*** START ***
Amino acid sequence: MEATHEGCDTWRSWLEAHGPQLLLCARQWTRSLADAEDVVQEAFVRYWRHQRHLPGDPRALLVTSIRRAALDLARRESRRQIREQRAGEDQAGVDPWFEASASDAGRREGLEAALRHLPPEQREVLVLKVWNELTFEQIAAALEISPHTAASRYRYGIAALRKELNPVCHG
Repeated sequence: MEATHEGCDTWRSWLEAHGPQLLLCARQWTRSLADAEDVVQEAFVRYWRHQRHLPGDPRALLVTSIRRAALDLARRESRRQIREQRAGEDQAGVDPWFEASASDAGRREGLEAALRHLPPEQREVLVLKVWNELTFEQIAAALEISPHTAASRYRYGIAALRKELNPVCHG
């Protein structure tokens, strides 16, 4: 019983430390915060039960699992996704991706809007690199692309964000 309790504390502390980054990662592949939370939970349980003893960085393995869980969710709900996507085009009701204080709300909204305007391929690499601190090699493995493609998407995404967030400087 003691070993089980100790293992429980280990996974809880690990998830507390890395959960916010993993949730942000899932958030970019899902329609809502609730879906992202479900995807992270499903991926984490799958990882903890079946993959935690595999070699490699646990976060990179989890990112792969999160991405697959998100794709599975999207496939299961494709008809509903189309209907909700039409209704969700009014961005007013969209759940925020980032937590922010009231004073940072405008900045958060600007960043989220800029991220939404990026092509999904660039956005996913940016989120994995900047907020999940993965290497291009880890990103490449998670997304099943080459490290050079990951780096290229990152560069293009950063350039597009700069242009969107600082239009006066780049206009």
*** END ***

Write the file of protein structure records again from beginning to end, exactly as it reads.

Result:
Amino acid sequence: MEATHEGCDTWRSWLEAHGPQLLLCARQWTRSLADAEDVVQEAFVRYWRHQRHLPGDPRALLVTSIRRAALDLARRESRRQIREQRAGEDQAGVDPWFEASASDAGRREGLEAALRHLPPEQREVLVLKVWNELTFEQIAAALEISPHTAASRYRYGIAALRKELNPVCHG
Repeated sequence: MEATHEGCDTWRSWLEAHGPQLLLCARQWTRSLADAEDVVQEAFVRYWRHQRHLPGDPRALLVTSIRRAALDLARRESRRQIREQRAGEDQAGVDPWFEASASDAGRREGLEAALRHLPPEQREVLVLKVWNELTFEQIAAALEISPHTAASRYRYGIAALRKELNPVCHG
């Protein structure tokens, strides 16, 4: 019983430390915060039960699992996704991706809007690199692309964000 309790504390502390980054990662592949939370939970349980003893960085393995869980969710709900996507085009009701204080709300909204305007391929690499601190090699493995493609998407995404967030400087 003691070993089980100790293992429980280990996974809880690990998830507390890395959960916010993993949730942000899932958030970019899902329609809502609730879906992202479900995807992270499903991926984490799958990882903890079946993959935690595999070699490699646990976060990179989890990112792969999160991405697959998100794709599975999207496939299961494709008809509903189309209907909700039409209704969700009014961005007013969209759940925020980032937590922010009231004073940072405008900045958060600007960043989220800029991220939404990026092509999904660039956005996913940016989120994995900047907020999940993965290497291009880890990103490449998670997304099943080459490290050079990951780096290229990152560069293009950063350039597009700069242009969107600082239009006066780049206009």